Water and sodium intake habits and status of ultra-endurance runners during a multi-stage ultra-marathon conducted in a hot ambient environment: an observational field based study
1 Department of Health Professions, Coventry University, Priory Street, Coventry, CV1 5FB, United Kingdom
2 Sport & Exercise Science Applied Research Group, Coventry University, Priory Street, Coventry, CV1 5FB, United Kingdom
3 Faculty of Sport Science & Physical Education, Coimbra University, Pavilion 3, Santa Clara, 3040-156, Portugal
4 School of Psychology, Bangor University, Penralt Road, Bangor, LL57 2AS, United Kingdom
5 Emergency Department, Vinalopo Salud Hospital, Calle Tonico Sansano Mora 14, Elche, 03293, Spain
6 Sports Medicine Department, University of Heidelberg, Im Neunheimer Feld 710, Heidelberg, 69120, Germany
7 SportsScotland Institute of Sport, Airthrey Road, Stirling, FK9 5PH, United Kingdom
Nutrition Journal 2013, 12:13 doi:10.1186/1475-2891-12-13Published: 15 January 2013
Anecdotal evidence suggests ultra-runners may not be consuming sufficient water through foods and fluids to maintenance euhydration, and present sub-optimal sodium intakes, throughout multi-stage ultra-marathon (MSUM) competitions in the heat. Subsequently, the aims were primarily to assess water and sodium intake habits of recreational ultra-runners during a five stage 225 km semi self-sufficient MSUM conducted in a hot ambient environment (Tmax range: 32°C to 40°C); simultaneously to monitor serum sodium concentration, and hydration status using multiple hydration assessment techniques.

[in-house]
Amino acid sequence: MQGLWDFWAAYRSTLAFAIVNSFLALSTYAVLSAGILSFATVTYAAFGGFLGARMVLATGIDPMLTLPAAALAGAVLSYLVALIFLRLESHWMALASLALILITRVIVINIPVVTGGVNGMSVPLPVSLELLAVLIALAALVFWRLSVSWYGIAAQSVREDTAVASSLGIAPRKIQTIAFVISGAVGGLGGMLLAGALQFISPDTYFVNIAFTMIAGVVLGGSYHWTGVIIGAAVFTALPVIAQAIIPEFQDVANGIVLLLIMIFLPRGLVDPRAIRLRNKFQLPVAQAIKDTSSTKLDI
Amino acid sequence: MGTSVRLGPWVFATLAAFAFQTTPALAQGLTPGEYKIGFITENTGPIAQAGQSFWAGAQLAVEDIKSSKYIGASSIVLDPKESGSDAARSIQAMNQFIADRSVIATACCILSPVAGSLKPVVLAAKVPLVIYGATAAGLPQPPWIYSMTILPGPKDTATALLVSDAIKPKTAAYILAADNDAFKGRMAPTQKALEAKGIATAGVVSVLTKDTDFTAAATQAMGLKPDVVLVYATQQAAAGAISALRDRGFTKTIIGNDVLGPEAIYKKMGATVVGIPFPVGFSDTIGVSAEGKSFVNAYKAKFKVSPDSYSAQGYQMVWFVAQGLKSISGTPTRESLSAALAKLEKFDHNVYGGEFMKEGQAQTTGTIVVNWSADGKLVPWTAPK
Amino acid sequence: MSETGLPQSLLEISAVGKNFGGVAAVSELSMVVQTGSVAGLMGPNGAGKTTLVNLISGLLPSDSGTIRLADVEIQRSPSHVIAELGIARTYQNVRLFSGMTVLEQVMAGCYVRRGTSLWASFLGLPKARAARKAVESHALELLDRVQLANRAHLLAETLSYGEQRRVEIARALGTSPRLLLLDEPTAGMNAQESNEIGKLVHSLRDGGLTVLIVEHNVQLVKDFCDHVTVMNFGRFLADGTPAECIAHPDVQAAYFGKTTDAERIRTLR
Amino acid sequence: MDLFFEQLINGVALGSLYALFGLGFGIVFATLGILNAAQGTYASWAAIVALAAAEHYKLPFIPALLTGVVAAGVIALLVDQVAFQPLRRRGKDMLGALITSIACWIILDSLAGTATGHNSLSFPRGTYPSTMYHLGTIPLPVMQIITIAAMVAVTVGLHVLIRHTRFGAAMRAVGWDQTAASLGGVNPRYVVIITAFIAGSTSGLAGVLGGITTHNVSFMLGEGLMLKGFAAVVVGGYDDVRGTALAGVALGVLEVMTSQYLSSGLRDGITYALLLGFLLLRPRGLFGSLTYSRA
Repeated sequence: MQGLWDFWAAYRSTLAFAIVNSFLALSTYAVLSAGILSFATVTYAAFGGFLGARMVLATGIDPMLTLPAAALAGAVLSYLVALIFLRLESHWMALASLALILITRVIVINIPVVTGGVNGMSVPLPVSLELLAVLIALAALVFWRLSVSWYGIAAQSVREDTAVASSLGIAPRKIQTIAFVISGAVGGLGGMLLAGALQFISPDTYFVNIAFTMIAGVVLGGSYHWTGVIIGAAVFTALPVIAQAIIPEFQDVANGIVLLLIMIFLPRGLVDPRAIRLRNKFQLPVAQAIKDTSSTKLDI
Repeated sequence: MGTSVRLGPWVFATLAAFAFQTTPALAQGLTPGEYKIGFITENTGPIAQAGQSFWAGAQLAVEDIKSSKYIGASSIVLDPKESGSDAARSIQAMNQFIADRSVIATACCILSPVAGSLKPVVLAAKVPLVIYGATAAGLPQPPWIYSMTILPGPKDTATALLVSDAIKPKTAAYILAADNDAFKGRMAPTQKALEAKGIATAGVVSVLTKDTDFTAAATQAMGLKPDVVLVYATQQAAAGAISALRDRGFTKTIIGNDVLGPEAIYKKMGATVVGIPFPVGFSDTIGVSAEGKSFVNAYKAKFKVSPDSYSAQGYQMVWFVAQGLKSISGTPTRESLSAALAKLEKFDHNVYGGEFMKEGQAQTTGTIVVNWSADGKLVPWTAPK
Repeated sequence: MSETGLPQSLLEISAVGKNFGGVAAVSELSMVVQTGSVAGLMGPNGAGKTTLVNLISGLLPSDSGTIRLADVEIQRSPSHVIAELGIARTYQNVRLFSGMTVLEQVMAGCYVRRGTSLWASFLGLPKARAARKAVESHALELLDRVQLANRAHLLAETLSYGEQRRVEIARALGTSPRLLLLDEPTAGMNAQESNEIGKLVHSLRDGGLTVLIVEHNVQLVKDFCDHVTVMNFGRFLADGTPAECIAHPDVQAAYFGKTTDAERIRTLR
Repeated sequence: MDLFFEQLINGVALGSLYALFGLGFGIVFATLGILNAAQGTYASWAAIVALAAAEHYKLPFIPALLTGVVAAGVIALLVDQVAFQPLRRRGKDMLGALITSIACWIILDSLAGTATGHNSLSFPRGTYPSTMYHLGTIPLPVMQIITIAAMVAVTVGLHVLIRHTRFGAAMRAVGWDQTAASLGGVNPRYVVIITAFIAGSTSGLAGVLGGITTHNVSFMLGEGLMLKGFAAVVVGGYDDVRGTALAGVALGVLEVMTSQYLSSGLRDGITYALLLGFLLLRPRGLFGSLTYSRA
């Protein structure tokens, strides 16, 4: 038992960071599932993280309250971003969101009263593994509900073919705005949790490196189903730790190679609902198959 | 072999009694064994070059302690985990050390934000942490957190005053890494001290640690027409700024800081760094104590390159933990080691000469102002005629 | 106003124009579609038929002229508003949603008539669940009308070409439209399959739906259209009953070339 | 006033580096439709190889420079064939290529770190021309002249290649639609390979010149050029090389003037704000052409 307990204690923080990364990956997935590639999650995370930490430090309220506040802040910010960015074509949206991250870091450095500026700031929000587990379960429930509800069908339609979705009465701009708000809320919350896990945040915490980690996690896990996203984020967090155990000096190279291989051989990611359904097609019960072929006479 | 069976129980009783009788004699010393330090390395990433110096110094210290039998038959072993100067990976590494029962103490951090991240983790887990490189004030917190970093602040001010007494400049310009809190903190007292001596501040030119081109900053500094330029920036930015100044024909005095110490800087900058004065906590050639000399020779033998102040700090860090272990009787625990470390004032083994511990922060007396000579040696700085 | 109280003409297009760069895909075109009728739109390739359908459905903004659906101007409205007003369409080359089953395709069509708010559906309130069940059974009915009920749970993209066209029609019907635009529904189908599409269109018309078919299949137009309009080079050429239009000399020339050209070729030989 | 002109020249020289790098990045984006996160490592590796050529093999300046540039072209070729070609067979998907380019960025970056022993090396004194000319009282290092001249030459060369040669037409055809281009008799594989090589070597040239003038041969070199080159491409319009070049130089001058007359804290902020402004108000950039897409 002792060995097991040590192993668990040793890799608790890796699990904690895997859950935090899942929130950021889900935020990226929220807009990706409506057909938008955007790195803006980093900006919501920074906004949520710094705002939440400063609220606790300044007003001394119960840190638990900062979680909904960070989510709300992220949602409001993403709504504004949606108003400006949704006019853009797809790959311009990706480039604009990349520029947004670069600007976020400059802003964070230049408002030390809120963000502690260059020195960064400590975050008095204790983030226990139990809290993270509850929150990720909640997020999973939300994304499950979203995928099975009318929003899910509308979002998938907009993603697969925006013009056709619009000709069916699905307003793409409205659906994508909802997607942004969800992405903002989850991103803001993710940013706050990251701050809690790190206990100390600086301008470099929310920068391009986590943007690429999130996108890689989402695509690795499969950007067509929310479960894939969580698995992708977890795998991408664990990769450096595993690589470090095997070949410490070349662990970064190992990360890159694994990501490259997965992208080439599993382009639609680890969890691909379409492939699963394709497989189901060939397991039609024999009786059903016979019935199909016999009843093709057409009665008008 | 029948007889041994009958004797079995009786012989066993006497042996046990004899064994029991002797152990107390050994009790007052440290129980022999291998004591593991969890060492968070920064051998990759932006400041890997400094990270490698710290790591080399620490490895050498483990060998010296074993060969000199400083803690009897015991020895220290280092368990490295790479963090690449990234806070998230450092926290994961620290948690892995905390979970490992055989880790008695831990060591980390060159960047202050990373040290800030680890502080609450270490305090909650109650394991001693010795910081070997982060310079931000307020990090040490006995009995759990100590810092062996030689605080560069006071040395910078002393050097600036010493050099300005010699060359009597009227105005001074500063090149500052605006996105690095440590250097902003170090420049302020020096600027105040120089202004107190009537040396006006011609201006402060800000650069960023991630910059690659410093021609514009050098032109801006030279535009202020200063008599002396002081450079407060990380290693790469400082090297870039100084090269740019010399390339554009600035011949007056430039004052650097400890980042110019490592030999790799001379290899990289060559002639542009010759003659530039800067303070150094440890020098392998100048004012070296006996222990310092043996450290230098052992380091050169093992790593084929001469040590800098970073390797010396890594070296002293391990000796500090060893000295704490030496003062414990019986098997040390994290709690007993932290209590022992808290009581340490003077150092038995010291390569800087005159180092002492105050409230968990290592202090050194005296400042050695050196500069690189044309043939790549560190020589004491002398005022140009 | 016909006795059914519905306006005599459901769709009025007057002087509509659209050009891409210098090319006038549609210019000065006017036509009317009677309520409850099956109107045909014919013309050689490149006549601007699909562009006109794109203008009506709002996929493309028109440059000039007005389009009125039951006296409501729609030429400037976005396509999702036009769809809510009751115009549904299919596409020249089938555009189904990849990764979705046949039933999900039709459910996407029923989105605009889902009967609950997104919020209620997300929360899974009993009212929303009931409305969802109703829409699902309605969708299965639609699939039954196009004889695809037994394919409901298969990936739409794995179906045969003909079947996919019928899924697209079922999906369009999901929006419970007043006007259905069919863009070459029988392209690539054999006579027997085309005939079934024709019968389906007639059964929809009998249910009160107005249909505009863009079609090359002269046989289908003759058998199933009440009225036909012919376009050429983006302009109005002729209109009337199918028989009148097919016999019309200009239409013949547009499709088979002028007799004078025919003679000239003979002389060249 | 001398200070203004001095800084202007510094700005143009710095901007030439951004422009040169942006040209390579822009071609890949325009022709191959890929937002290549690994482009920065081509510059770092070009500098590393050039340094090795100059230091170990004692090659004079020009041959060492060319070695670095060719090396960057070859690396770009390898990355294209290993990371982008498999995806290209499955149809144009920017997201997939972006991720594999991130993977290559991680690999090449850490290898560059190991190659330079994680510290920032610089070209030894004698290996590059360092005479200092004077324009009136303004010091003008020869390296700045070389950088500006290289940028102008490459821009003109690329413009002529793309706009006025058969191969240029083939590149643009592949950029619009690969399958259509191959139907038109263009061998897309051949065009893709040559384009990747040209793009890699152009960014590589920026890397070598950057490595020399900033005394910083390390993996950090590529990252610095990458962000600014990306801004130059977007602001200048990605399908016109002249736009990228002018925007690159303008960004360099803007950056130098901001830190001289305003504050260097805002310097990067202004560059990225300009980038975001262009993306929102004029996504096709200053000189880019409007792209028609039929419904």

Total daily, pre-stage, during running, and post-stage water and sodium ingestion of ultra-endurance runners (UER, n = 74) and control (CON, n = 12) through foods and fluids were recorded on Stages 1 to 4 by trained dietetic researchers using dietary recall interview technique, and analysed through dietary analysis software. Body mass (BM), hydration status, and serum sodium concentration were determined pre- and post-Stages 1 to 5.
Water (overall mean (SD): total daily 7.7 (1.5) L/day, during running 732 (183) ml/h) and sodium (total daily 3.9 (1.3) g/day, during running 270 (151) mg/L) ingestion did not differ between stages in UER (p < 0.001 vs. CON). Exercise-induced BM loss was 2.4 (1.2)% (p < 0.001). Pre- to post-stage BM gains were observed in 26% of UER along competition. Pre- and post-stage plasma osmolality remained within normal clinical reference range (280 to 303 mOsmol/kg) in the majority of UER (p > 0.05 vs. CON pre-stage). Asymptomatic hyponatraemia (<135 mmol/L) was evident pre- and post-stage in n = 8 UER, corresponding to 42% of sampled participants. Pre- and post-stage urine colour, urine osmolality and urine/plasma osmolality ratio increased (p < 0.001) as competition progressed in UER, with no change in CON. Plasma volume and extra-cellular water increased (p < 0.001) 22.8% and 9.2%, respectively, from pre-Stage 1 to 5 in UER, with no change in CON.
Water intake habits of ultra-runners during MSUM conducted in hot ambient conditions appear to be sufficient to maintain baseline euhydration levels. However, fluid over-consumption behaviours were evident along competition, irrespective of running speed and gender. Normonatraemia was observed in the majority of ultra-runners throughout MSUM, despite sodium ingestion under benchmark recommendations.